In a nation of 700 million peasant farmers, only a small sliver of the population can afford to play the game. That small sliver should not include anyone living off the salary of a public official, but it often has over the years. At best, the public would view these backswinging bureaucrats as out of touch. At worst, they are thought to be totally corrupt. In Guangdong province, the birthplace of golf in modern China, an investigative team has been formed to crack down on officials who took part in any of nine golf-related activities. There's even a public hotline for reporting suspected golf violations.The thing about golf is that it exists in this grey area where the caprices and whims of Communist Party leaders dictates whether the sport is permitted or not. As with many things in China, designation and enforcement of rules can be--how can I put it--selective. To illustrate, the author notes that China is busy training a golf squad since the 2016 Summer Olympics will feature the sport for the first time in over a century. Not that China is expected to medal having no world-class golfers precisely because of its naff image in the mainland, but if there's something to be won, the Chinese will try anyway:
This is a weird time in China. Xi's campaign against corruption has created a very tense and uncertain business and political climate. And yet, in some ways, things seem to be China as usual. Just days before the latest golf crackdown was announced, it was widely reported that Tiger Woods had signed a $16.5 million deal to redesign two courses in China. The week after The Masters, Bubba Watson, the No. 3 golfer in the world, is scheduled to compete in the $2.5 million Shenzhen Invitational, the latest international golf tournament to land on China's shores.The trouble is that Chinese officialdom does not adequately distinguish among three different sets of concerns: (1) the ideological permissibility of golf as a pastime in China; (2) the tendency for corrupt public officials to play golf; (3) whether these courses were acquired by land-grabbing or forced evictions; and (4) the environmental impact of the sport. Until these concerns are sorted out separately, you will have this head-scratching phenomenon of quickly-changing periods of permissiveness and prohibition. The only way I think these matters can be sorted in favor of golf is if a globally competitive Chinese golfing athlete emerges. Venezuela, communistic as it is in different ways, began providing state sponsorship for Pastor Maldonaldo given his (somewhat limited) successes in Formula One despite it having an elitist reputation.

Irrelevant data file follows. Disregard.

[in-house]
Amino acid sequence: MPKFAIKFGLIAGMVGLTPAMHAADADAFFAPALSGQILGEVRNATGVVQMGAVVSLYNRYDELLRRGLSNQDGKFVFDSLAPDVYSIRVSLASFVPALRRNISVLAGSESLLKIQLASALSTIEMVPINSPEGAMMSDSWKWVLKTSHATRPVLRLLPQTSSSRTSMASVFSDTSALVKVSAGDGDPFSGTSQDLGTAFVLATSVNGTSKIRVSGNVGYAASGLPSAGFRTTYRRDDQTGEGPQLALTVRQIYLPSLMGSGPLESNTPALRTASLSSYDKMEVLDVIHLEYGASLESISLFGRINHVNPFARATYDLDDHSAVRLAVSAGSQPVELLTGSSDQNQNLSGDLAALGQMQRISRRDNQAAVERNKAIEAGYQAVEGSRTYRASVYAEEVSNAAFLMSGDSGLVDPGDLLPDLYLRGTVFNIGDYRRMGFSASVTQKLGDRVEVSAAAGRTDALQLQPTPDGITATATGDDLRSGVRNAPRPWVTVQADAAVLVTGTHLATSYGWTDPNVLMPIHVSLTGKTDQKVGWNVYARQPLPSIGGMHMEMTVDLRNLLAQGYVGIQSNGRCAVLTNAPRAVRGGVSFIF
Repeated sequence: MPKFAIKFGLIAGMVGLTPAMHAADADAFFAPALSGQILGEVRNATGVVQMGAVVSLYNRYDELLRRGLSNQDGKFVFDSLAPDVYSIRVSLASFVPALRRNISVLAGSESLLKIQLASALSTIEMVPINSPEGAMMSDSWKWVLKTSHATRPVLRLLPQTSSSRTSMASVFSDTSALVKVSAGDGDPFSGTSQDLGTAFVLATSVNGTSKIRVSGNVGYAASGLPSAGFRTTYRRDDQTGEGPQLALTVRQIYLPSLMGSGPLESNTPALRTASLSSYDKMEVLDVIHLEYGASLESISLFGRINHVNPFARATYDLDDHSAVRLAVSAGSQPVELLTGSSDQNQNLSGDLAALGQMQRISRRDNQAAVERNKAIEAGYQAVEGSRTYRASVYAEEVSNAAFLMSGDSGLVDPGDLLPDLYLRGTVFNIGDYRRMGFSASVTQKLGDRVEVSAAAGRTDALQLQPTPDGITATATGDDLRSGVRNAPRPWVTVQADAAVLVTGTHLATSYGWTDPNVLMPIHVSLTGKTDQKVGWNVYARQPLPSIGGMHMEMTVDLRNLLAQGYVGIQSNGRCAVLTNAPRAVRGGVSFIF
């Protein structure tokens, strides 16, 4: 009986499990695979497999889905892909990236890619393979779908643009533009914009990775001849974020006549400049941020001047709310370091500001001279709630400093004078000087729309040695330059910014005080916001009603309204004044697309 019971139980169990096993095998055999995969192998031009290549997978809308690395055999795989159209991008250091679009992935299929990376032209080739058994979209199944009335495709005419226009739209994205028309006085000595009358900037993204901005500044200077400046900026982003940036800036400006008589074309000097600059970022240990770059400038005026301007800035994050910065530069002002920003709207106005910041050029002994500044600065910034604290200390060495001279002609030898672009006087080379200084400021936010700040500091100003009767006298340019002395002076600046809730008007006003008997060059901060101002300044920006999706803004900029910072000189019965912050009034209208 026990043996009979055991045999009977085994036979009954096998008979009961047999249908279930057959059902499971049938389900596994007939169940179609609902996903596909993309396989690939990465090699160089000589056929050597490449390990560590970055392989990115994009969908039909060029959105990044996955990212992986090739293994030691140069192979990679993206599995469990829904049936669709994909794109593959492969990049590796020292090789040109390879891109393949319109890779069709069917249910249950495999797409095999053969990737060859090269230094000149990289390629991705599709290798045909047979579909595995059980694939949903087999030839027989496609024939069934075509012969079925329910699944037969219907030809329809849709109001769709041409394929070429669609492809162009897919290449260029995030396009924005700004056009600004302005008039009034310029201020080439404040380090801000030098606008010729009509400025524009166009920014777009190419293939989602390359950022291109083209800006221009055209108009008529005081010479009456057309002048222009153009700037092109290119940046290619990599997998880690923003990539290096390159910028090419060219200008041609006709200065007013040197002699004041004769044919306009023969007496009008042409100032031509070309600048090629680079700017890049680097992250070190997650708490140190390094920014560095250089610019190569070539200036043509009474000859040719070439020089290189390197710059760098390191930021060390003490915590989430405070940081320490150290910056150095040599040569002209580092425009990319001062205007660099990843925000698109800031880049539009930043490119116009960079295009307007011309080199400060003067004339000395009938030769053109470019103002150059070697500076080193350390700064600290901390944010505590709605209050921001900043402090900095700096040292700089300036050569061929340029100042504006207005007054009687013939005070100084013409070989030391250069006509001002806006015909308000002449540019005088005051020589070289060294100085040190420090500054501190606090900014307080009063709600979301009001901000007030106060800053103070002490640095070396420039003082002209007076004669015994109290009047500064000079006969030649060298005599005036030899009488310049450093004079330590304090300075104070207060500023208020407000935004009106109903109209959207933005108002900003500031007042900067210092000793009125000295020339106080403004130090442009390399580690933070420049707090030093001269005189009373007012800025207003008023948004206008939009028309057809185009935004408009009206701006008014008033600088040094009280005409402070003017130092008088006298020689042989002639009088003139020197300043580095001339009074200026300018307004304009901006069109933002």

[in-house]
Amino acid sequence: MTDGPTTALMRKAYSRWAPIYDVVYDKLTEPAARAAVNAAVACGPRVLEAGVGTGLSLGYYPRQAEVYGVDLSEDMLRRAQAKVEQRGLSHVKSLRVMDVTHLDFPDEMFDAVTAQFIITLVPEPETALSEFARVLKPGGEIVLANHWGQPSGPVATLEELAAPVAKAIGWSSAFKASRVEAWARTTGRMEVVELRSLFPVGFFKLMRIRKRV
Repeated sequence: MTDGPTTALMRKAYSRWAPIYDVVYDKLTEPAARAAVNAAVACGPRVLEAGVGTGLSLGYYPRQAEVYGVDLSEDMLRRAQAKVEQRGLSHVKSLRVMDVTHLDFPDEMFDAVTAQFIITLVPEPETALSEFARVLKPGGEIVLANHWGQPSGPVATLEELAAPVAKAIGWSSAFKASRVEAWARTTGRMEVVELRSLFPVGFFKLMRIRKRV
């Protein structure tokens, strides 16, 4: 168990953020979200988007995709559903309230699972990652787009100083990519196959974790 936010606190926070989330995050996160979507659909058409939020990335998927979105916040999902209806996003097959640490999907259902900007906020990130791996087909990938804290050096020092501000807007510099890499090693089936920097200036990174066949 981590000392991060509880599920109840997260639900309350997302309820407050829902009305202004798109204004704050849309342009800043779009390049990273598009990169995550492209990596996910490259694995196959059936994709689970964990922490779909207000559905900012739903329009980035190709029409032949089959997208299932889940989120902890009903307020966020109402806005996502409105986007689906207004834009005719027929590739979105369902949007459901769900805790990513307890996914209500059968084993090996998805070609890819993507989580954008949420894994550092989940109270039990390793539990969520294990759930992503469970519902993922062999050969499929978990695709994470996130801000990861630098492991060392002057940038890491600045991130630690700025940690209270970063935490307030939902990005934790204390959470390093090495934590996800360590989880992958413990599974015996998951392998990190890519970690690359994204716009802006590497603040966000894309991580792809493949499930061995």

Meanwhile, the Chinese government quietly continues to funnel an unprecedented amount of money into its national golf team, all in pursuit of those all-important Olympic medals. So what does this all mean? And what does the future hold for golf in China? Every time I am asked that, I am reminded of a new take on an old joke: If you want to make China laugh, tell it about your predictions.
Then again, you suspect that keeping golf in a grey area is actually intended. Asians are more used to living with such ambiguities. F-O-R-E!